Turn it up!

Pretty much anyone who’s been in a band will have watched Spinal Tap, and I know from personal experience of rehearsing and gigging when I was younger, the situations, exploits and “band discussions” in the movie happened with surprising frequency in my bands (although I never had a drummer explode….so far) As Nigel Tufnel (Spinal Tap’s lead guitarist) explains here in this classic scene…all of his amps go to 11…

Now towards the end of last year at EBC we replaced our acoustic drum kit with an electric kit. It’s something we had held off of, partly as being a drummer myself, the sound and feel of an electric kit is nowhere near the same as an acoustic kit unless you spend a lot of money, something we couldn’t justify. But we were able to borrow a really good Roland V Drum kit from one of our members, so we thought we’d give it a go. And on the whole, it has made a huge difference.

  • Firstly, we have so much more space on stage, as it has a footprint at least half of what the acoustic drums had, and there is now no need for the large perspex screens we had around the kit.
  • This has also led to improved sight lines across the stage, as we can get the kit in a better position and again, no screens to peer through or over.
  • And the sound on stage has crucially changed immensely, whereas before we had to turn up the stage monitors to counterbalance the drums, now we can run everything at a much lower level. Which has also meant we on stage can now hear the congregation more clearly…they actually make some noise!

So far so good.

A little is enough?

But, and this is where the title of this post emanates from…everything has now got a little too quiet!

  • Whereas before the acoustic volume of the drums meant the PA had to be run at a certain level…now the level of the drums is dictated 100% by the soundman.
  • Where before if the drums weren’t going through the system (we did mike up our drum kit), you could still hear them over the system, now if the drums aren’t turned up enough by the soundman…they won’t be heard.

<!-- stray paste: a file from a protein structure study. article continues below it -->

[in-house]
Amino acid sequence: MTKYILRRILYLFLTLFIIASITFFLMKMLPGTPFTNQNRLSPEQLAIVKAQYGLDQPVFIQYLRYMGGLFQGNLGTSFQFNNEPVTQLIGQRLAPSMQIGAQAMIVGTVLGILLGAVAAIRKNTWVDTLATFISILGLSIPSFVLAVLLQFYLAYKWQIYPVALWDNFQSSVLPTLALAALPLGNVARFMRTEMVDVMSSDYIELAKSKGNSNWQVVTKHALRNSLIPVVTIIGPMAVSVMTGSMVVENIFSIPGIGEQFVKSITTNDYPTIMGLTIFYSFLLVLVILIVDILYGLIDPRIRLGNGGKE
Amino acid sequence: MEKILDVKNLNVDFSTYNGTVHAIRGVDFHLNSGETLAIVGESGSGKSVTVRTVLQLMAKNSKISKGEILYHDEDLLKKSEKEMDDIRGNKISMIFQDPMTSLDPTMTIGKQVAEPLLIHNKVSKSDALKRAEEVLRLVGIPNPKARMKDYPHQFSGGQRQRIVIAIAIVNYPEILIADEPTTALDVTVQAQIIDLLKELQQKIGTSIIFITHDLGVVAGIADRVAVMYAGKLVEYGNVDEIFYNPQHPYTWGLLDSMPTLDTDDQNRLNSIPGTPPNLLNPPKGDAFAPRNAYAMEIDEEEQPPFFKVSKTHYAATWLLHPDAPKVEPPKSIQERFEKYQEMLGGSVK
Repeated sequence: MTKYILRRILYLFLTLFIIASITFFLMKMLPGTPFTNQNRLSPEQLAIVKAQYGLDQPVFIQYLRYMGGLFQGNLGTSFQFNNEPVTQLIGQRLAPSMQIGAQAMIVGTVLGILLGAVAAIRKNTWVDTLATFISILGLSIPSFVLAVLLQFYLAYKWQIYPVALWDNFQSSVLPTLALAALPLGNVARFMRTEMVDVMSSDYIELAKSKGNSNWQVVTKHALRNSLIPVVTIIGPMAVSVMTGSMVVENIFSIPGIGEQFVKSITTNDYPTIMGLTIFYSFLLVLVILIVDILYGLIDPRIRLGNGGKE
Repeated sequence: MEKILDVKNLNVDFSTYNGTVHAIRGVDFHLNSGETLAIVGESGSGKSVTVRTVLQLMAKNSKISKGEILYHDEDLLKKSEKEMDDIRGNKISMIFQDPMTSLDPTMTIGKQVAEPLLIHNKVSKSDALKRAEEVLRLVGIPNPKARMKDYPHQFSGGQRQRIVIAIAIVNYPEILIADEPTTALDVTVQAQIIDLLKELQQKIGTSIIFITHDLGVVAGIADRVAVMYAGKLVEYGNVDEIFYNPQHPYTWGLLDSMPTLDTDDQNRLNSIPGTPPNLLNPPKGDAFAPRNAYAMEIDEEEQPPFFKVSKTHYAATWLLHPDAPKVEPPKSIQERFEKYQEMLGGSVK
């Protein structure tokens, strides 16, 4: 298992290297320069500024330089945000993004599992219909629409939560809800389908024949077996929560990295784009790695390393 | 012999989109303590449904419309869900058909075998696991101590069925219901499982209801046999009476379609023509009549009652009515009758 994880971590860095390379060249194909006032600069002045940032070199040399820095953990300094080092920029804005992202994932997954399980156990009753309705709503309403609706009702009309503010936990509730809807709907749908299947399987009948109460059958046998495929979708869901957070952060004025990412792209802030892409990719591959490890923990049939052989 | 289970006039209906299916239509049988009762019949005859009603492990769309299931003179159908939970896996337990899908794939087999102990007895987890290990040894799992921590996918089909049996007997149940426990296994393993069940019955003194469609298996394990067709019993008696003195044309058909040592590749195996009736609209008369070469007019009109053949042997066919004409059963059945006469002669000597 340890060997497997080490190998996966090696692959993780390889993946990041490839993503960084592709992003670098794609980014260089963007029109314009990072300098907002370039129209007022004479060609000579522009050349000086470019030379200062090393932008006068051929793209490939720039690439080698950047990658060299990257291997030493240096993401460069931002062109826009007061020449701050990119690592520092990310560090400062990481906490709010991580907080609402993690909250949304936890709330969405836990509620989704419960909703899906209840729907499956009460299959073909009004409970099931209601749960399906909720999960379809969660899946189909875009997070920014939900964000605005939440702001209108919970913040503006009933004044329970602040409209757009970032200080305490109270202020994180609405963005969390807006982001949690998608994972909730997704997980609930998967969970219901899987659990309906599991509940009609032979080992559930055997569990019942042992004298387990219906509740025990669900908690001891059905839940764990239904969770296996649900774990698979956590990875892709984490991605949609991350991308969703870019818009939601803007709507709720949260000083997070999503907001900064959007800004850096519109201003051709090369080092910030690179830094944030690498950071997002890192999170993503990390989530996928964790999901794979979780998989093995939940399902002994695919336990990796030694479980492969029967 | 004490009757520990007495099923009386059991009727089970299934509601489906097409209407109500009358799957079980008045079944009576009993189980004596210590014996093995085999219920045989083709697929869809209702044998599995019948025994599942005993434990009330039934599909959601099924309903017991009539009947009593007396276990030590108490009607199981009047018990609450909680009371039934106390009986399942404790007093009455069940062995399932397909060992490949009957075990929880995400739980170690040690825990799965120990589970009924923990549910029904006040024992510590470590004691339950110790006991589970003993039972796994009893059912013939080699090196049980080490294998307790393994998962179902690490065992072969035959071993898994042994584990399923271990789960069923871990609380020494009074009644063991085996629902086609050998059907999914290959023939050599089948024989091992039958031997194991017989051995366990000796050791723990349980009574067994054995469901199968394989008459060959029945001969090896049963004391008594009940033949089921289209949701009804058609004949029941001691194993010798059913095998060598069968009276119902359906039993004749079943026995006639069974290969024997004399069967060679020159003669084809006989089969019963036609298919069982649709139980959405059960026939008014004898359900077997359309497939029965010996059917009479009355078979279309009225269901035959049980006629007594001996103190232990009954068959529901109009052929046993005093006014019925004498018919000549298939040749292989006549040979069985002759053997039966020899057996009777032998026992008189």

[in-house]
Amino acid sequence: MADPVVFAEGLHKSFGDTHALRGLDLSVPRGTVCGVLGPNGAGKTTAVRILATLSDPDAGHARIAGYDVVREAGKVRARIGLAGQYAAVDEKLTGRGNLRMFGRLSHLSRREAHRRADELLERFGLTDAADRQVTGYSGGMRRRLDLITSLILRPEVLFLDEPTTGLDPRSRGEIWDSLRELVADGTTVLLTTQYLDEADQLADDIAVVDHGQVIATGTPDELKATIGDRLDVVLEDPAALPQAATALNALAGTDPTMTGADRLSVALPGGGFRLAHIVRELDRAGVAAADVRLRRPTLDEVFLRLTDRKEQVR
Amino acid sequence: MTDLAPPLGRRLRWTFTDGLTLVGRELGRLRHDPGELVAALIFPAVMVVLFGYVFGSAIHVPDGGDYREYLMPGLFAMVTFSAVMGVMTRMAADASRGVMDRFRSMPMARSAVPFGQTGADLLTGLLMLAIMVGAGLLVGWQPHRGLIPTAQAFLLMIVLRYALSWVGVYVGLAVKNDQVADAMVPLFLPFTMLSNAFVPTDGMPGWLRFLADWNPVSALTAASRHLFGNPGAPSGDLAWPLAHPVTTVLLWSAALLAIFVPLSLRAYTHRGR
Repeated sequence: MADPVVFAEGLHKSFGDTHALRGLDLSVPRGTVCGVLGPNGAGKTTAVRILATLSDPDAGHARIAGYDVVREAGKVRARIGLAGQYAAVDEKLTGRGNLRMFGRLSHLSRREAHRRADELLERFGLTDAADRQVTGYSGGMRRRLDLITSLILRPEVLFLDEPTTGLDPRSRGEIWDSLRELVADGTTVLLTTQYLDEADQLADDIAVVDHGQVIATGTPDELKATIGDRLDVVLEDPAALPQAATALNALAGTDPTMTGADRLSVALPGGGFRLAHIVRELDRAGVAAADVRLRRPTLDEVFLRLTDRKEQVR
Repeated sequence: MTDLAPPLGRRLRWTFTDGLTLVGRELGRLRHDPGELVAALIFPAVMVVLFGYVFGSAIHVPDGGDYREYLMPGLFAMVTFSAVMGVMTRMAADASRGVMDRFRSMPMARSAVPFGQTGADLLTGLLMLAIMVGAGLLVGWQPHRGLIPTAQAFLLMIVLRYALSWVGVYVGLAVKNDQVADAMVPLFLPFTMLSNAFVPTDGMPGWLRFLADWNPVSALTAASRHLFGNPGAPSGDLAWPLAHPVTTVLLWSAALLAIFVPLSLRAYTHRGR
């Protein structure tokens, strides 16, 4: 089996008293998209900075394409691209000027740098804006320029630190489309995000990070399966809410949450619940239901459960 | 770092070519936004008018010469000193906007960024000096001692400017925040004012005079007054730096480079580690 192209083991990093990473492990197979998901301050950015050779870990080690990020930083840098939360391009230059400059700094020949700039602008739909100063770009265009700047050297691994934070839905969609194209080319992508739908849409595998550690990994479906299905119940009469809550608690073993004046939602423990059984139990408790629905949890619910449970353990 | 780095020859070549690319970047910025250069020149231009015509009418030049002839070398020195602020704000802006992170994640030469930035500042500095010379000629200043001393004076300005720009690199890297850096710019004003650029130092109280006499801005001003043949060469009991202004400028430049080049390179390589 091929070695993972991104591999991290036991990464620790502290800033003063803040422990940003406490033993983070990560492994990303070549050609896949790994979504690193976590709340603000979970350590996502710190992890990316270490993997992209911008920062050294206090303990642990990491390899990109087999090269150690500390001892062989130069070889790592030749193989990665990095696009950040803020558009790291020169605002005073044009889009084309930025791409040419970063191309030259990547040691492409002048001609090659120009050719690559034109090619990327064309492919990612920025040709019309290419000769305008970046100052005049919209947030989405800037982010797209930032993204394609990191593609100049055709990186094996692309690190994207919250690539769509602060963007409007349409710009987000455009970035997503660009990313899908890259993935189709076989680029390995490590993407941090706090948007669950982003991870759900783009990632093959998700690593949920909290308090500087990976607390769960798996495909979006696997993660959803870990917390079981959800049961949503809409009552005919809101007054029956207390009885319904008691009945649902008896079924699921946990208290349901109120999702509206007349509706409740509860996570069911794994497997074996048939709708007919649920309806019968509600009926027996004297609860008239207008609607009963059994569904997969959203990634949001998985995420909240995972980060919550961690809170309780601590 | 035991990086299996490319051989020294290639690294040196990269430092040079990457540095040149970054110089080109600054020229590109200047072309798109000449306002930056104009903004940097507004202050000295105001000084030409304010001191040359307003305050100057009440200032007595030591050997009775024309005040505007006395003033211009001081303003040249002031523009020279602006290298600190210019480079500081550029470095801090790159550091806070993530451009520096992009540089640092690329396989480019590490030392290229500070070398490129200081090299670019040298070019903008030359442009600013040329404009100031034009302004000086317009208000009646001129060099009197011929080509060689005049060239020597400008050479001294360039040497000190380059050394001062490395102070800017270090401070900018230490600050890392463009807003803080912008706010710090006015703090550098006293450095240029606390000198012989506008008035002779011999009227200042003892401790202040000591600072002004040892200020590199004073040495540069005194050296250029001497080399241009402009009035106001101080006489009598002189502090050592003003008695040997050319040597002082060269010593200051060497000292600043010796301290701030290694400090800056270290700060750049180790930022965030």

• And similarly on stage, while we are able to have much quieter monitor mixes on stage…if we can’t hear the drums properly ourselves, then as a band we start to fall apart a bit…often the drums are driving the songs and creating the rhythmic glue which holds us together.

I’ve been to plenty of venues…not just churches…where volume is an issue to overcome. Just like the scene in Back To The Future where the teacher (Huey Lewis) stops the audition because “I’m afraid you’re just too darn loud”…limiting volumes is a hurdle to overcome especially when you have an acoustic kit, plenty of exuberant musicians and a large PA. But working out how to persuade the mix needs to be louder…is a different problem altogether, and something we are surprisingly struggling with.

We’ve done plenty of training in the practicalities of sound, so all of our team know how to operate the desk, where to plug things in, how to eliminate feedback, phantom power, DI boxes etc. And we’ve done training in how to mix, practical EQ, balancing the band, lead musicians and instruments. Everyone knows when to turn up, what their responsibilities are as a team, how to get the monitors set during soundcheck and how to problem solve during a service. All bases covered.

Subjectivity

But we’re finding more and more the actual overall level during a service is so subjective it is really difficult to teach. Everyone has their own mixing style and preference, which is fine within certain parameters. But how do you dictate what is deemed too quiet? How do you justify the drums are too quiet, when the sound man thinks they’re great? And when it is too quiet in the front of house, just as if it is too loud, you start to run into problems, as the congregation doesn’t engage, the mix sounds weak and without depth, and (based on the songs we sing), losing the drums often means we lose the drive from the band.

I’ll be honest, it’s not a problem I was ever expecting (having been on the wrong end of many comments as a drummer over the years) and I don’t yet have a definitive solution as it is so subjective…what I deem too quiet, others deem about right, when I think there’s not enough drums or bass…others think it’s nicely balanced for the lead vocals… What I am going to try is to employ a decibel meter, and then aim for a minimum level we have everything at. So I’ll keep you updated, and if you have any other ideas to counteract this interesting phenomenon…drop me a line, always interested in new ideas and discussion.

But in the mean time….Turn It Up!

Please note: I reserve the right to delete comments that are offensive or off-topic.

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